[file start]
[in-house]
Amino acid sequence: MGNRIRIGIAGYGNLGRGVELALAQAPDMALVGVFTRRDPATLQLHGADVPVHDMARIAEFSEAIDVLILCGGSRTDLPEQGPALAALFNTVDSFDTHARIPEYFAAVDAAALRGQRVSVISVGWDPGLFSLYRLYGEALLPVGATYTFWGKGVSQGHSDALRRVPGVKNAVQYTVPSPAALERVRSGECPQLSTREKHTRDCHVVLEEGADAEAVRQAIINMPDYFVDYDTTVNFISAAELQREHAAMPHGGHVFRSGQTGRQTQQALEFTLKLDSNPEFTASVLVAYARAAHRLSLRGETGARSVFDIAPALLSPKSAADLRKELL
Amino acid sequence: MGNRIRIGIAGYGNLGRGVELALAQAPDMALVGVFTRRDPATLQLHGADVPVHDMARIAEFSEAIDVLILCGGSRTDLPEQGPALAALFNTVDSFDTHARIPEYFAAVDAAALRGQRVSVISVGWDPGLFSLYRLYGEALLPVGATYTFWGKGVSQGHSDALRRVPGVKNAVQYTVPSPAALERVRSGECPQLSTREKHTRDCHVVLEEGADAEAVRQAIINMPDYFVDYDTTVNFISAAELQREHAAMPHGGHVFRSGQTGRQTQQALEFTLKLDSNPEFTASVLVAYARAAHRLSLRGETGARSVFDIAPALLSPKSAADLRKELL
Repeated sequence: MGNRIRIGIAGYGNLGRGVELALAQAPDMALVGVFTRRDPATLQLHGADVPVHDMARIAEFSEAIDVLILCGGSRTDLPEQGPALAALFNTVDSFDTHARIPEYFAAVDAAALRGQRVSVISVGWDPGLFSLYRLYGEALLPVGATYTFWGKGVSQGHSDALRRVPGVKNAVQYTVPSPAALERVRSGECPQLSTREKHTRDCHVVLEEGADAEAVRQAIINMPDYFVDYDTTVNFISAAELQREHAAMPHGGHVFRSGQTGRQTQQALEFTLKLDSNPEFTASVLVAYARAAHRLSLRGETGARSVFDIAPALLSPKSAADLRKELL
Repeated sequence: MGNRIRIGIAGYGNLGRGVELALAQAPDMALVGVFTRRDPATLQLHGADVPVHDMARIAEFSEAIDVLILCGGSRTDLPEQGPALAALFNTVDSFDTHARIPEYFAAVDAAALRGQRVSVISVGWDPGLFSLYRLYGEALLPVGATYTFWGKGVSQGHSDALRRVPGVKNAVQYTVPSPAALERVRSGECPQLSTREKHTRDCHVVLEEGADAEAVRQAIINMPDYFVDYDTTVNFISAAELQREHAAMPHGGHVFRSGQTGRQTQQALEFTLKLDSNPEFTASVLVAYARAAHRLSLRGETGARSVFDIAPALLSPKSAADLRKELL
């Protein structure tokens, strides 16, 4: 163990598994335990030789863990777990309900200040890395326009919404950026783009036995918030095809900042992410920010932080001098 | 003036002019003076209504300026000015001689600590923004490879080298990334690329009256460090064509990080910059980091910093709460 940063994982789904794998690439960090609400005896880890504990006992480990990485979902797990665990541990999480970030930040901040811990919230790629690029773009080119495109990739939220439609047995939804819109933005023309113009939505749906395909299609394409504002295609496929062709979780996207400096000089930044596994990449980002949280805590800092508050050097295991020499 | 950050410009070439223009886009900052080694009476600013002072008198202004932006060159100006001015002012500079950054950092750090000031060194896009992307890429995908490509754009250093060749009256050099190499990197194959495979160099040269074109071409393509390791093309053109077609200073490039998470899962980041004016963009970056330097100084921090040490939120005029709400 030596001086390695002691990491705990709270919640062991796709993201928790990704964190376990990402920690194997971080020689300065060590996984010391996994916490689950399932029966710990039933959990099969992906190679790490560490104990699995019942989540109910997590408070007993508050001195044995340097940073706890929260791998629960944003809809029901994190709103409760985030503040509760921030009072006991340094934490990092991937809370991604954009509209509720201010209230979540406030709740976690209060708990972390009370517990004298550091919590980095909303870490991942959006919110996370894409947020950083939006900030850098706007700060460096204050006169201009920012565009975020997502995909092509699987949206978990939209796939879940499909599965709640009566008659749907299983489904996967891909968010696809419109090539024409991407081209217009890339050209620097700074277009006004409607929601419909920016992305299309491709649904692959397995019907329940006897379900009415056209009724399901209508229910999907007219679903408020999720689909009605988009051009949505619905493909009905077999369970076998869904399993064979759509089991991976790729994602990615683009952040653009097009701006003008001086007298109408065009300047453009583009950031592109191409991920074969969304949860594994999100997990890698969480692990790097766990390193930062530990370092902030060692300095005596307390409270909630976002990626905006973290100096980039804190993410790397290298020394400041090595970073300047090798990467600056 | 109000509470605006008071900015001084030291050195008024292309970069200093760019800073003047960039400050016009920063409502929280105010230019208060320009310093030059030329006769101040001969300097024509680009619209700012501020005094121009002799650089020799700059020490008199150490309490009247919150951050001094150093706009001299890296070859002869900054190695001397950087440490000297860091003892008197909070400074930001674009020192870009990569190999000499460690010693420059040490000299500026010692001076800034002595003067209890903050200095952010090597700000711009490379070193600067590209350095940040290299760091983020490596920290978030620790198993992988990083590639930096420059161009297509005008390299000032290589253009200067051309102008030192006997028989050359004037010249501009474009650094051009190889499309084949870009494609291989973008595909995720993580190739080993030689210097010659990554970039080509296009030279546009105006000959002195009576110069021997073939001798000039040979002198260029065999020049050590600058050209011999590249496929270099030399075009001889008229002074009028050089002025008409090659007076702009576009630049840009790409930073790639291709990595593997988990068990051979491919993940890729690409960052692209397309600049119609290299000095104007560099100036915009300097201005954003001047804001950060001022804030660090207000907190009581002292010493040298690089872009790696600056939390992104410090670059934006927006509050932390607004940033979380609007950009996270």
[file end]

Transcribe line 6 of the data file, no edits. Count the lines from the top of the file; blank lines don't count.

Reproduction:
């Protein structure tokens, strides 16, 4: 163990598994335990030789863990777990309900200040890395326009919404950026783009036995918030095809900042992410920010932080001098 | 003036002019003076209504300026000015001689600590923004490879080298990334690329009256460090064509990080910059980091910093709460 940063994982789904794998690439960090609400005896880890504990006992480990990485979902797990665990541990999480970030930040901040811990919230790629690029773009080119495109990739939220439609047995939804819109933005023309113009939505749906395909299609394409504002295609496929062709979780996207400096000089930044596994990449980002949280805590800092508050050097295991020499 | 950050410009070439223009886009900052080694009476600013002072008198202004932006060159100006001015002012500079950054950092750090000031060194896009992307890429995908490509754009250093060749009256050099190499990197194959495979160099040269074109071409393509390791093309053109077609200073490039998470899962980041004016963009970056330097100084921090040490939120005029709400 030596001086390695002691990491705990709270919640062991796709993201928790990704964190376990990402920690194997971080020689300065060590996984010391996994916490689950399932029966710990039933959990099969992906190679790490560490104990699995019942989540109910997590408070007993508050001195044995340097940073706890929260791998629960944003809809029901994190709103409760985030503040509760921030009072006991340094934490990092991937809370991604954009509209509720201010209230979540406030709740976690209060708990972390009370517990004298550091919590980095909303870490991942959006919110996370894409947020950083939006900030850098706007700060460096204050006169201009920012565009975020997502995909092509699987949206978990939209796939879940499909599965709640009566008659749907299983489904996967891909968010696809419109090539024409991407081209217009890339050209620097700074277009006004409607929601419909920016992305299309491709649904692959397995019907329940006897379900009415056209009724399901209508229910999907007219679903408020999720689909009605988009051009949505619905493909009905077999369970076998869904399993064979759509089991991976790729994602990615683009952040653009097009701006003008001086007298109408065009300047453009583009950031592109191409991920074969969304949860594994999100997990890698969480692990790097766990390193930062530990370092902030060692300095005596307390409270909630976002990626905006973290100096980039804190993410790397290298020394400041090595970073300047090798990467600056 | 109000509470605006008071900015001084030291050195008024292309970069200093760019800073003047960039400050016009920063409502929280105010230019208060320009310093030059030329006769101040001969300097024509680009619209700012501020005094121009002799650089020799700059020490008199150490309490009247919150951050001094150093706009001299890296070859002869900054190695001397950087440490000297860091003892008197909070400074930001674009020192870009990569190999000499460690010693420059040490000299500026010692001076800034002595003067209890903050200095952010090597700000711009490379070193600067590209350095940040290299760091983020490596920290978030620790198993992988990083590639930096420059161009297509005008390299000032290589253009200067051309102008030192006997028989050359004037010249501009474009650094051009190889499309084949870009494609291989973008595909995720993580190739080993030689210097010659990554970039080509296009030279546009105006000959002195009576110069021997073939001798000039040979002198260029065999020049050590600058050209011999590249496929270099030399075009001889008229002074009028050089002025008409090659007076702009576009630049840009790409930073790639291709990595593997988990068990051979491919993940890729690409960052692209397309600049119609290299000095104007560099100036915009300097201005954003001047804001950060001022804030660090207000907190009581002292010493040298690089872009790696600056939390992104410090670059934006927006509050932390607004940033979380609007950009996270």